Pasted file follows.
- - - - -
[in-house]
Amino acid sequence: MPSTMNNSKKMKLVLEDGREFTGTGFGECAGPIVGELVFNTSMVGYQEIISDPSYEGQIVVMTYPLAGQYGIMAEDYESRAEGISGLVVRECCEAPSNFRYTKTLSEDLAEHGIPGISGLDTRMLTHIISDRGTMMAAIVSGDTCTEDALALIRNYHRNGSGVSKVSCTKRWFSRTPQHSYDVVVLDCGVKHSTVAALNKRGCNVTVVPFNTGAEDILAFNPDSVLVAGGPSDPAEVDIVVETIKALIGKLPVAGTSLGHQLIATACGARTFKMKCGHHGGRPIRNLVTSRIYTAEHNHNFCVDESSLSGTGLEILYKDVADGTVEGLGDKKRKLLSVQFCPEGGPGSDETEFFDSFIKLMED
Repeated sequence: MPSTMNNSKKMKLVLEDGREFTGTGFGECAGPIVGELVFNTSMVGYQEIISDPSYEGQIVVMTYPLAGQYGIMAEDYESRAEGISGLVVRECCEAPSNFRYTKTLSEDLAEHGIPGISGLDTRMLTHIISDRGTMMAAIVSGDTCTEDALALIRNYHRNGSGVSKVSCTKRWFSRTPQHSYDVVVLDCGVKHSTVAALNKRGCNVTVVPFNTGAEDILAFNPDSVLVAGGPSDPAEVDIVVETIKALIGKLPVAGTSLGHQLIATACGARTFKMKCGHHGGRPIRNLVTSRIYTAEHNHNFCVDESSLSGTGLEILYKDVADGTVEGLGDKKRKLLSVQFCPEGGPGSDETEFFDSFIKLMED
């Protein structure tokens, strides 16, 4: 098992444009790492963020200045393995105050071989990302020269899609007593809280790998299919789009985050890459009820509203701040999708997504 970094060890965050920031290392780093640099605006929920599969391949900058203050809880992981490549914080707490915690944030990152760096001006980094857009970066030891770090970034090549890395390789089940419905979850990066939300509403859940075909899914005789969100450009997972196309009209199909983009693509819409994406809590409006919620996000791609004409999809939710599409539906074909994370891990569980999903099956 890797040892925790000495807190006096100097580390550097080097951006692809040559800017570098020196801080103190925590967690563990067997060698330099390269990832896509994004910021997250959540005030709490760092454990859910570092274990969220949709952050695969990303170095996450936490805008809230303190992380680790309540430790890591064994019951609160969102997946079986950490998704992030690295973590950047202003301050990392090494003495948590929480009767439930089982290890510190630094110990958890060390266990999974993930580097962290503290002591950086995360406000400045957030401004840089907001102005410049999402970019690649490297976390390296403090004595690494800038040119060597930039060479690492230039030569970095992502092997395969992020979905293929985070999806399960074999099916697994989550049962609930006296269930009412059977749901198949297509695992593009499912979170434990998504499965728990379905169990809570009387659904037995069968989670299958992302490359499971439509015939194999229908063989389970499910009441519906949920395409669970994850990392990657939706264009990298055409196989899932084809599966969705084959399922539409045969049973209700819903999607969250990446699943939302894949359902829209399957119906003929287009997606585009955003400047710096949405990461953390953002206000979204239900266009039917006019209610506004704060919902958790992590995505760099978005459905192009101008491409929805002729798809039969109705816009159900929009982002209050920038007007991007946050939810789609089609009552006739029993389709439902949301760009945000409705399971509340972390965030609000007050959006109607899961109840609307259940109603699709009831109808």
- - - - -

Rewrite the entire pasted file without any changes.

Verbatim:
[in-house]
Amino acid sequence: MPSTMNNSKKMKLVLEDGREFTGTGFGECAGPIVGELVFNTSMVGYQEIISDPSYEGQIVVMTYPLAGQYGIMAEDYESRAEGISGLVVRECCEAPSNFRYTKTLSEDLAEHGIPGISGLDTRMLTHIISDRGTMMAAIVSGDTCTEDALALIRNYHRNGSGVSKVSCTKRWFSRTPQHSYDVVVLDCGVKHSTVAALNKRGCNVTVVPFNTGAEDILAFNPDSVLVAGGPSDPAEVDIVVETIKALIGKLPVAGTSLGHQLIATACGARTFKMKCGHHGGRPIRNLVTSRIYTAEHNHNFCVDESSLSGTGLEILYKDVADGTVEGLGDKKRKLLSVQFCPEGGPGSDETEFFDSFIKLMED
Repeated sequence: MPSTMNNSKKMKLVLEDGREFTGTGFGECAGPIVGELVFNTSMVGYQEIISDPSYEGQIVVMTYPLAGQYGIMAEDYESRAEGISGLVVRECCEAPSNFRYTKTLSEDLAEHGIPGISGLDTRMLTHIISDRGTMMAAIVSGDTCTEDALALIRNYHRNGSGVSKVSCTKRWFSRTPQHSYDVVVLDCGVKHSTVAALNKRGCNVTVVPFNTGAEDILAFNPDSVLVAGGPSDPAEVDIVVETIKALIGKLPVAGTSLGHQLIATACGARTFKMKCGHHGGRPIRNLVTSRIYTAEHNHNFCVDESSLSGTGLEILYKDVADGTVEGLGDKKRKLLSVQFCPEGGPGSDETEFFDSFIKLMED
């Protein structure tokens, strides 16, 4: 098992444009790492963020200045393995105050071989990302020269899609007593809280790998299919789009985050890459009820509203701040999708997504 970094060890965050920031290392780093640099605006929920599969391949900058203050809880992981490549914080707490915690944030990152760096001006980094857009970066030891770090970034090549890395390789089940419905979850990066939300509403859940075909899914005789969100450009997972196309009209199909983009693509819409994406809590409006919620996000791609004409999809939710599409539906074909994370891990569980999903099956 890797040892925790000495807190006096100097580390550097080097951006692809040559800017570098020196801080103190925590967690563990067997060698330099390269990832896509994004910021997250959540005030709490760092454990859910570092274990969220949709952050695969990303170095996450936490805008809230303190992380680790309540430790890591064994019951609160969102997946079986950490998704992030690295973590950047202003301050990392090494003495948590929480009767439930089982290890510190630094110990958890060390266990999974993930580097962290503290002591950086995360406000400045957030401004840089907001102005410049999402970019690649490297976390390296403090004595690494800038040119060597930039060479690492230039030569970095992502092997395969992020979905293929985070999806399960074999099916697994989550049962609930006296269930009412059977749901198949297509695992593009499912979170434990998504499965728990379905169990809570009387659904037995069968989670299958992302490359499971439509015939194999229908063989389970499910009441519906949920395409669970994850990392990657939706264009990298055409196989899932084809599966969705084959399922539409045969049973209700819903999607969250990446699943939302894949359902829209399957119906003929287009997606585009955003400047710096949405990461953390953002206000979204239900266009039917006019209610506004704060919902958790992590995505760099978005459905192009101008491409929805002729798809039969109705816009159900929009982002209050920038007007991007946050939810789609089609009552006739029993389709439902949301760009945000409705399971509340972390965030609000007050959006109607899961109840609307259940109603699709009831109808």